Hopscotch Curriculum


A few months ago I gushed about a Kickstarter campaign that promised to bring one of my favorite computer games ever, Zoombinis, to the 21st century.  Due to the success of that campaign, the Zoombinis app is now available on iTunes and Google Play. Windows, Mac, and Kindle Fire versions will be available later this year.

I was excited to download the app a few weeks ago when it finally became available to Kickstarter supporters. Back when we were allowed to download our own software, I had the game in my classroom for my students to play.  I highly respected the logic skills the game promoted, so when my daughter was younger, I bought a version for her to try at home.

My daughter is now 12, and vaguely remembers playing the original game.  I guessed that she would like the app, but I did not predict the high level of engagement that I’ve observed the last few weeks.

The Zoombinis game is all about logic.  Your goal is to get the Zoombinis to their new home, navigating through perilous puzzles along the way.  Each Zoombini has the following attributes that can be mixed and matched: hair, eyes, feet, and noses.  The challenges are based on those attributes.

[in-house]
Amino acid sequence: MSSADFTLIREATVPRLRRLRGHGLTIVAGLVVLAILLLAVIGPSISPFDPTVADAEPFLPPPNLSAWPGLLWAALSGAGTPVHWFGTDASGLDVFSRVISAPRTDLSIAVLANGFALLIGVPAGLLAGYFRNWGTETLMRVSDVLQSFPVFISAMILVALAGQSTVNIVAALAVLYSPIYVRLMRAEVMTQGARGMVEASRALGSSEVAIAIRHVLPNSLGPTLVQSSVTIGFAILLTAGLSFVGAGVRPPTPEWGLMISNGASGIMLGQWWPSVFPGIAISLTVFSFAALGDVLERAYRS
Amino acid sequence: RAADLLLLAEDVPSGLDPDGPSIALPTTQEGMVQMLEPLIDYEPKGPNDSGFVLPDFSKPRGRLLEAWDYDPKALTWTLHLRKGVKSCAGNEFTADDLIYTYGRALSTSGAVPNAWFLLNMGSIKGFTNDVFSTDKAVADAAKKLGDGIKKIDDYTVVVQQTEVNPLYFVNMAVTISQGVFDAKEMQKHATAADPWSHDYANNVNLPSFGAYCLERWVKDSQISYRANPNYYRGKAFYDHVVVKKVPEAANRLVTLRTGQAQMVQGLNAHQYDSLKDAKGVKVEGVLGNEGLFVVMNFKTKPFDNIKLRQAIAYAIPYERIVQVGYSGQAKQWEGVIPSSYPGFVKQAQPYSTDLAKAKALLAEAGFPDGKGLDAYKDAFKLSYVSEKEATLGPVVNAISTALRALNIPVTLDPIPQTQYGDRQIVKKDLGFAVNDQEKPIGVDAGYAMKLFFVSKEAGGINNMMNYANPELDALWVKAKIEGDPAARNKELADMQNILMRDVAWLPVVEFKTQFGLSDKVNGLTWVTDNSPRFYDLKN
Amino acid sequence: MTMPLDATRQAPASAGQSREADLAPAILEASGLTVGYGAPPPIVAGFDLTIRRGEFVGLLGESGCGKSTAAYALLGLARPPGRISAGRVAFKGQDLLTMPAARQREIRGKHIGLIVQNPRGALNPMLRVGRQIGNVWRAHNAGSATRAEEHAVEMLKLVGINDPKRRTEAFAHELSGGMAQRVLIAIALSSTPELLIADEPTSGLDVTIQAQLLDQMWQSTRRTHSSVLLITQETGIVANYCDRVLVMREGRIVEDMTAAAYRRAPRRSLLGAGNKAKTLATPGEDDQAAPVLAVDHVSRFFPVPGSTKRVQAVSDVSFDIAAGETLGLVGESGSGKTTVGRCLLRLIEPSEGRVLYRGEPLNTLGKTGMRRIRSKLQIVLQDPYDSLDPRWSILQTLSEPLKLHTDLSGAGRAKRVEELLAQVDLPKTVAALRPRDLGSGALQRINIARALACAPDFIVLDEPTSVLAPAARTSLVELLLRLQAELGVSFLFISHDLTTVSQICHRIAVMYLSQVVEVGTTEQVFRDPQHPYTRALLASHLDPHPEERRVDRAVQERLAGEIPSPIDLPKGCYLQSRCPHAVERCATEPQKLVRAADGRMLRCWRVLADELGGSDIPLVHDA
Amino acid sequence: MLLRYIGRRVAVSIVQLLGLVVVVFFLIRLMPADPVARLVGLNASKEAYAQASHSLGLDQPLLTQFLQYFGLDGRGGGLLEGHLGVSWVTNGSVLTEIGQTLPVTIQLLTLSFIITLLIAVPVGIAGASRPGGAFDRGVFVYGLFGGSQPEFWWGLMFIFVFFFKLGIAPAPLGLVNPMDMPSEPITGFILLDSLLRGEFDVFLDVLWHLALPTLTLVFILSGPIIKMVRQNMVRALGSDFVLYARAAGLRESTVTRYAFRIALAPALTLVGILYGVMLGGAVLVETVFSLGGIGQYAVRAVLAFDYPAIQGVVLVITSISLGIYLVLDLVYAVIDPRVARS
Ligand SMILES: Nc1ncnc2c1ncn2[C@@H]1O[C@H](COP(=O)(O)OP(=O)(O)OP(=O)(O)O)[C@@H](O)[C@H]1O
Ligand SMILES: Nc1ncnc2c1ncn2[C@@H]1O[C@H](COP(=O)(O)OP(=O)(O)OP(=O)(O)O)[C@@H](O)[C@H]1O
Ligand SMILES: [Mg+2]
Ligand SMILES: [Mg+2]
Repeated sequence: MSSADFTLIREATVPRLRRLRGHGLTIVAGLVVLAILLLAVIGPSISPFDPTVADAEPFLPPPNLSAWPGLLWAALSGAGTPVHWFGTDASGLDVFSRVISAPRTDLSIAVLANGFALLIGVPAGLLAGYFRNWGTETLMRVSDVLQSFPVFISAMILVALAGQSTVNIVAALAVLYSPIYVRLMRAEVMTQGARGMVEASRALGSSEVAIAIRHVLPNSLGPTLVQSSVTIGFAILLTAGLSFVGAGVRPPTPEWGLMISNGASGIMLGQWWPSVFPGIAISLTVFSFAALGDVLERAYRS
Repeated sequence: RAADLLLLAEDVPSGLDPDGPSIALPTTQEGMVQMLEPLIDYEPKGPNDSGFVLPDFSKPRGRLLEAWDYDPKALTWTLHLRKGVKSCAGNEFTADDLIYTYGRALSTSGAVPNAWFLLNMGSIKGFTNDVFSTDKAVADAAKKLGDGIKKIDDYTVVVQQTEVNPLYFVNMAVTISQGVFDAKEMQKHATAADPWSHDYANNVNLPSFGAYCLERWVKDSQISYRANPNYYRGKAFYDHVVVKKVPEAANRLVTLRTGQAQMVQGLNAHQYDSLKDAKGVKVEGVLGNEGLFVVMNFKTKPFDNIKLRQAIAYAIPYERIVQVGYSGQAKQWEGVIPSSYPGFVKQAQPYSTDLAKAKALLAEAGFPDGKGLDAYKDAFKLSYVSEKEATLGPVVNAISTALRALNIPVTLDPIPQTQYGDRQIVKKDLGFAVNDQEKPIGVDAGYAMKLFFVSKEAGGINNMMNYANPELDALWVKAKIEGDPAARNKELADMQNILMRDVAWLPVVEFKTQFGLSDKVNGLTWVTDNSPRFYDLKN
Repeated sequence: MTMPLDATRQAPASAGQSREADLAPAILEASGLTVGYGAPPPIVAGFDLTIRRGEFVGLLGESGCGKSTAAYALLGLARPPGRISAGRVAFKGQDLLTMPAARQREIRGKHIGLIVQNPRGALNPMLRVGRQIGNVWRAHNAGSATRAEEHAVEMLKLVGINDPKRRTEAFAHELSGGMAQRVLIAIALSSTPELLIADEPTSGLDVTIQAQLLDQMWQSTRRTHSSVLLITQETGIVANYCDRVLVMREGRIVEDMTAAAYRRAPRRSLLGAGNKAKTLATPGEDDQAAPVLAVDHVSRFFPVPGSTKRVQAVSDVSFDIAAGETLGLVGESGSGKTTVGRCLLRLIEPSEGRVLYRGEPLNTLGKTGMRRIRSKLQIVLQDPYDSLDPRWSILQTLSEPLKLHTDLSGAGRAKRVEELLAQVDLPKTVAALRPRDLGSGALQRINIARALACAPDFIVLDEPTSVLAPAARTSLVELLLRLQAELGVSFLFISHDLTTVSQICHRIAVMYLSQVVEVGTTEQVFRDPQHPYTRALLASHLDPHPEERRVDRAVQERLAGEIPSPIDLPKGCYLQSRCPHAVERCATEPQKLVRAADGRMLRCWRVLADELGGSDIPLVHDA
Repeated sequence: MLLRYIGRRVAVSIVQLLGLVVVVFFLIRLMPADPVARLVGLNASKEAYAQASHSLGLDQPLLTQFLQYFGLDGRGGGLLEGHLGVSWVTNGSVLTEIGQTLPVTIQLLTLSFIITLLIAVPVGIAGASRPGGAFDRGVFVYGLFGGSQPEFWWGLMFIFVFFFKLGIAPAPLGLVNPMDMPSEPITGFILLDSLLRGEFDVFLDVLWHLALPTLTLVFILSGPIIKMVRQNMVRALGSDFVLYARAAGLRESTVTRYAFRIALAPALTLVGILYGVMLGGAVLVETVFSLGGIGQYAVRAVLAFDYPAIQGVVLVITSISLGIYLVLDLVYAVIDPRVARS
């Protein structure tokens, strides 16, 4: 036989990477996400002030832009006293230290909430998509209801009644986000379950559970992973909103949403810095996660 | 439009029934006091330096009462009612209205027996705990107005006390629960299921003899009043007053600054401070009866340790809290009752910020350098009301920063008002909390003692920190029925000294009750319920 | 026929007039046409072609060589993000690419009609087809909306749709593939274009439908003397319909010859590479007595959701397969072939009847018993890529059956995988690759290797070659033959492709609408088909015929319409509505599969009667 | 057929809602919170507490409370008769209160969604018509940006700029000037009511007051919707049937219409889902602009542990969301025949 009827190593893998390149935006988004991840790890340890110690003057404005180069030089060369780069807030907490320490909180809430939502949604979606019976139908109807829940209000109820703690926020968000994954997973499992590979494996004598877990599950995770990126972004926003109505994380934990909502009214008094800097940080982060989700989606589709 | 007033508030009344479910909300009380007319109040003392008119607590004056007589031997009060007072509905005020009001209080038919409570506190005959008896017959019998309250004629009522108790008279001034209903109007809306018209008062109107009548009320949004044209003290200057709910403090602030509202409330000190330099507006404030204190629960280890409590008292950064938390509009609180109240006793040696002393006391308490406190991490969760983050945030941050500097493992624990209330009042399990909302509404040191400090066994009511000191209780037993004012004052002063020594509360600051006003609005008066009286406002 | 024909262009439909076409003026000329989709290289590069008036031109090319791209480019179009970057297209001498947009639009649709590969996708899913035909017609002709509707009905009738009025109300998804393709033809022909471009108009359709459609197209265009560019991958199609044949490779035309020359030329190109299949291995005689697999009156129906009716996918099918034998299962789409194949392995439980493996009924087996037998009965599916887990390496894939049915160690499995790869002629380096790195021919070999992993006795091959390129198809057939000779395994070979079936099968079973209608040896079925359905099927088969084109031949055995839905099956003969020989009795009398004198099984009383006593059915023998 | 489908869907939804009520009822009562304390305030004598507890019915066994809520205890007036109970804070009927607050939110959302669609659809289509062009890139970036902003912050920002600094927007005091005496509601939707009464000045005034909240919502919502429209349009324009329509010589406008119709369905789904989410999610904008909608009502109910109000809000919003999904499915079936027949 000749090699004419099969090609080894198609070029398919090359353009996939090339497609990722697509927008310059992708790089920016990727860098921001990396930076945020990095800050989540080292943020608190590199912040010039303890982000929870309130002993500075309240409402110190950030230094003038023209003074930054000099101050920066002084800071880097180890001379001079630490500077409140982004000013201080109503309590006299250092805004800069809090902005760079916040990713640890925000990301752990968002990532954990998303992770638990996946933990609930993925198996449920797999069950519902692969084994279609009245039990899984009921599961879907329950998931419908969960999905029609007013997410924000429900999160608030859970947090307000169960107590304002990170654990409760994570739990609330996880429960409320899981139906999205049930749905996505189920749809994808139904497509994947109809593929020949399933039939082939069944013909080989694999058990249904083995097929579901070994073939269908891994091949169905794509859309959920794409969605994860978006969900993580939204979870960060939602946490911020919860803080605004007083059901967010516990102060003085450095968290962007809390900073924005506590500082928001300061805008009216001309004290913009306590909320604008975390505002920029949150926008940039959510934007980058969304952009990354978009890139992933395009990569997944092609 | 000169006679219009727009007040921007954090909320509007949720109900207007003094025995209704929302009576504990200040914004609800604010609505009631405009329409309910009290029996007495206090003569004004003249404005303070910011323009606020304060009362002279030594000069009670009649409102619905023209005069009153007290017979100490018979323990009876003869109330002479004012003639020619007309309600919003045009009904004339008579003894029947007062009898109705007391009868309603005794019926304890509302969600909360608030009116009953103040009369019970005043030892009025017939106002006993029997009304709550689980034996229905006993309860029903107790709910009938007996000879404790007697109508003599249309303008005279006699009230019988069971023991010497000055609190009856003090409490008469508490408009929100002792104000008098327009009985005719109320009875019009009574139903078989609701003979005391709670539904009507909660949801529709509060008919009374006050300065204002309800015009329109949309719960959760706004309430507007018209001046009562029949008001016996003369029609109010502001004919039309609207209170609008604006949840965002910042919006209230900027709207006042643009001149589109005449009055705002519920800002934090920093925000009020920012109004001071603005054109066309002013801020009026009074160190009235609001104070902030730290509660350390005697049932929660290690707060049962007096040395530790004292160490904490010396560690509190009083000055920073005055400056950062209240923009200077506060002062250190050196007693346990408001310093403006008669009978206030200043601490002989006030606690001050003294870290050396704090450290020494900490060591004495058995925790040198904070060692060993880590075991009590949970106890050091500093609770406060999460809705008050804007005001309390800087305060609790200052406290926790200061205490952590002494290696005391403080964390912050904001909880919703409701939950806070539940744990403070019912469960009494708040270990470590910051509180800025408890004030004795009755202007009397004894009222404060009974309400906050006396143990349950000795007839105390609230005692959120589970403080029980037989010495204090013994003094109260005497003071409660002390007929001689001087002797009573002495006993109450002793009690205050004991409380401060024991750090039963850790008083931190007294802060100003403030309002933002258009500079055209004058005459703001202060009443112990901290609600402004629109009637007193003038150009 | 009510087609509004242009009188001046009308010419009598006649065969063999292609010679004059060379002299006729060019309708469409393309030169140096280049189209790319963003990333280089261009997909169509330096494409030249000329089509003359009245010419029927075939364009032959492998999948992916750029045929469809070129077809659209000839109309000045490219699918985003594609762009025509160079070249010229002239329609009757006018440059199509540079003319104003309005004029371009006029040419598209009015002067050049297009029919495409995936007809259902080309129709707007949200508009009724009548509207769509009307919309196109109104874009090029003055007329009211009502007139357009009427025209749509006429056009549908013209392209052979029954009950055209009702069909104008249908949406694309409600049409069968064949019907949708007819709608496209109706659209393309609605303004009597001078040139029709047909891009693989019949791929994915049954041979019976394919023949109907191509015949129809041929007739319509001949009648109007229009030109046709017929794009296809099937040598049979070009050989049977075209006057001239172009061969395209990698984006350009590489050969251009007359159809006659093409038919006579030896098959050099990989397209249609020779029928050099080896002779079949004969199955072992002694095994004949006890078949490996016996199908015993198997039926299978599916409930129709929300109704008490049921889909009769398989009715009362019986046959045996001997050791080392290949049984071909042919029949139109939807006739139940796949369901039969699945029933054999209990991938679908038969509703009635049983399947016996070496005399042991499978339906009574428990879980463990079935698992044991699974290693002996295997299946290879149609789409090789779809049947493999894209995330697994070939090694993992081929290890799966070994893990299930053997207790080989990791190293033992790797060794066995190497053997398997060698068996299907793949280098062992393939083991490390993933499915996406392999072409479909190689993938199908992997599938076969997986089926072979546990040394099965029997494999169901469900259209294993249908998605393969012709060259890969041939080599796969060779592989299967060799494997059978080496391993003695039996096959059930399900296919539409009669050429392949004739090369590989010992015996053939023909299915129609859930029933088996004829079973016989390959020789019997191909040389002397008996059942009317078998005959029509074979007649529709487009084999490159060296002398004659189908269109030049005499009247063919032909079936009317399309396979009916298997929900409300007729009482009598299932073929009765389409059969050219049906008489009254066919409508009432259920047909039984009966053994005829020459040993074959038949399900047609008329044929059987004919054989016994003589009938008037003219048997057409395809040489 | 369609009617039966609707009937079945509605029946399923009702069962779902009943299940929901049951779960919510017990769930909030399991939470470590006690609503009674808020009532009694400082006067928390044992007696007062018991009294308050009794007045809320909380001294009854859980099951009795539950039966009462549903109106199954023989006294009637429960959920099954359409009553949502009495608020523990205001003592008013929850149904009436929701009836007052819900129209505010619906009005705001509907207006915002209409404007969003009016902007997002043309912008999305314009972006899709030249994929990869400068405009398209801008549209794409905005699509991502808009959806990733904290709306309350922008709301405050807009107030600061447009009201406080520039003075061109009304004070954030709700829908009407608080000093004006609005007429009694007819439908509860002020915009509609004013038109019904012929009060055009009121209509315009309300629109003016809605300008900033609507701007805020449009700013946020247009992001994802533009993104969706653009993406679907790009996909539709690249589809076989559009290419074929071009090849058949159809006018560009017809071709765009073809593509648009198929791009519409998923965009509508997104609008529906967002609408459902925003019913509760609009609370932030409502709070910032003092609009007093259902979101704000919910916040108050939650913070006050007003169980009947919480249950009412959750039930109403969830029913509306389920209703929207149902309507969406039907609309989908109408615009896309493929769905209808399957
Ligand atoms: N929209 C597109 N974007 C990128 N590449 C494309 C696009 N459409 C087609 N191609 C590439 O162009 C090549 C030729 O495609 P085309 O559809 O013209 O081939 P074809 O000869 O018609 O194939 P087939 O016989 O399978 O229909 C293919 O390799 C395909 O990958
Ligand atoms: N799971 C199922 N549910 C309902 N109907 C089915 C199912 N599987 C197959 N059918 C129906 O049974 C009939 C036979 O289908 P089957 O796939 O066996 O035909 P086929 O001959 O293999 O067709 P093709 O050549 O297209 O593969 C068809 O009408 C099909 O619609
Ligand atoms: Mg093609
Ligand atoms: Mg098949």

For example, the Allergy Cliffs have 2 bridges.  If you place a Zoombini on the correct bridge, the little guy will quickly cross.  If it’s the wrong bridge, the cliff sneezes him or her off.  You have to figure out the “rule” for each bridge.  Only blue noses?  Only the ones with glasses?  Carefully test your theories before too many sneezes make you lose some Zoombinis.


There are several different types of puzzles along the journey. If you aren’t good at one, that’s okay; the puzzle remains on that level until you’ve mastered it. Each puzzle is tailored to your skills, so after a few trips to the end you may end up with different puzzles on different levels of difficulty.

mapOne particular favorite is the pizza puzzle.  You must figure out exactly what toppings Arno wants on his pizza.  Children quickly learn that you need to be methodical because random guesses will end up with a Zoombini or two getting booted off the screen.

Playing Zoombinis together is a fun way for my daughter and I to bond.  It’s also a great opportunity to model problem-solving skills. One of the most frustrating qualities of the game is also one of the best qualities – very few instructions are given.  Watching a child struggle is never easy, but the way his or her face lights up when solving a Zoombinis problem makes it all worthwhile.